Denial of Service (DoS) attacks are among the most feared threats in today's cybersecurity landscape. Difficult to defend against and potentially costly, DoS attacks can cause outages of web sites and network services for organizations large and small. DoS attacks can also be lucrative for criminals, some of whom use these attacks to shake down businesses for anywhere from thousands to millions of dollars.

Any deliberate effort to cut off your web site or network from its intended users qualifies as a DoS attack. Such attacks have been successfully deployed against major online businesses including Visa and Mastercard, Twitter, and WordPress. DoS attacks effectively knock the services offline, costing lost business and negative publicity. They also force IT staff to expend valuable resources defending against the attackers.

If there is a silver lining to DoS attacks, it's this: The objective of the typical DoS attack is not to steal or expose confidential data. Most DoS attacks do not actually breach a company's network, they simply overwhelm it with traffic. In many recent cases, DoS attacks have been used by Anonymous and other hacktivist groups as a form of online protest against corporate and governmental targets whose policies or actions are at odds with the demonstrators.


The exception to this is when a DoS attack is used as a distraction to funnel attention and resources away while a targeted breach attack is being launched. Sony claims that Anonymous used that technique against them in a major 2011 attack that ultimately led to the theft of over 12 million customers' credit card data.

DoS vs. DDoS

The most easily executed type of DoS attack is one that is launched from a single origin. In this attack, a single machine somewhere on the Internet issues a barrage of network requests against a targeted victim machine. The requests themselves can take a variety of forms – for example, an  attack might use ICMP flooding via ping requests, or HTTP requests against a web server.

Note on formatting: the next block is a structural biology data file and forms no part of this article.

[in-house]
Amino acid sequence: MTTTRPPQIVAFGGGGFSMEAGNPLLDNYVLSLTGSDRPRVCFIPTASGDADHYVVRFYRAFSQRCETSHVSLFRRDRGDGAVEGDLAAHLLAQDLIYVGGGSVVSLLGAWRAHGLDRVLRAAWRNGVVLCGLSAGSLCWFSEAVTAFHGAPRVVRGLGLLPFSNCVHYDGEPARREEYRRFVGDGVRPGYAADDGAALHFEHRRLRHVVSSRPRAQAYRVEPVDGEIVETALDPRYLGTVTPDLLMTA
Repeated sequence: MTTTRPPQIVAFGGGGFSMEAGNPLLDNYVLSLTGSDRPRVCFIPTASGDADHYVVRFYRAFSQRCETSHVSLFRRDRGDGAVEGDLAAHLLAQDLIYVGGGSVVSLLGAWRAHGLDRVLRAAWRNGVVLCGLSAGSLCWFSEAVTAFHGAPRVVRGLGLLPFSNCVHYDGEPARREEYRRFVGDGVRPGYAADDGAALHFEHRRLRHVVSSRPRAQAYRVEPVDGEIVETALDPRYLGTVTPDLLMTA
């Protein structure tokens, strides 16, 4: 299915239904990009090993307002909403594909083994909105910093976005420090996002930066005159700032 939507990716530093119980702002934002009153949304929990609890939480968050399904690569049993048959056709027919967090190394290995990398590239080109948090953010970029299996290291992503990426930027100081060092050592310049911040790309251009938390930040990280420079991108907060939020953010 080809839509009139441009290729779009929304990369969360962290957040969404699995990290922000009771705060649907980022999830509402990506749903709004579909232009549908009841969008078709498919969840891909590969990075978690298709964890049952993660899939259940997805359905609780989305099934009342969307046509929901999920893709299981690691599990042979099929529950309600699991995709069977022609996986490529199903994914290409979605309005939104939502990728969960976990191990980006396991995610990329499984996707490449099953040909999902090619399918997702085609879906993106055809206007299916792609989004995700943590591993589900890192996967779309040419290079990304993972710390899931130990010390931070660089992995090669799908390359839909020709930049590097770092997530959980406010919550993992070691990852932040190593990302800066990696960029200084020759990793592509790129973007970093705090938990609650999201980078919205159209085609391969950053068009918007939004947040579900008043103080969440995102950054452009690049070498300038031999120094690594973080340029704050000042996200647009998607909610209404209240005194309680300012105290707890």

Single-origin DoS attacks can be effective against undefended victims, but they have a few key limitations:

  • Victims can block the originating IP address, either at the firewall level (to kill HTTP requests) or further upstream at the ISP level (to kill network-level floods).
  • Security tools now exist to detect and prevent ICMP flood attacks. Web servers can be configured to detect and block HTTP request attacks.
  • Enterprise products can identify and block single origin attacks as soon as they begin.

These days, the more nefarious type of DoS is called the DDoS, or Distributed Denial of Service attack.

In a DDoS attack, the incoming traffic flooding the victim originates from many different sources – potentially hundreds of thousands or more. This effectively makes it impossible to stop the attack simply by blocking a single IP address; plus, it is very difficult to distinguish legitimate user traffic from attack traffic when spread across so many points of origin.

DDoS: The Rise of the Botnets

Where does an attacker even get thousands of machines to launch a DDoS? Distributed Denial of Service attacks are executed by a so-called botnet – a collection of computers around the world infected with an attacker's malware.

Malware infections can install silent software on a victim machine which places it under the control of a remote attacker. Successful botnets can be comprised of hundreds of thousands of infected machines, typically without the owners' knowledge. There big money in creating botnets – among other things, botnet creators rent out their creations to criminal enterprises who can use them to launch a DDoS.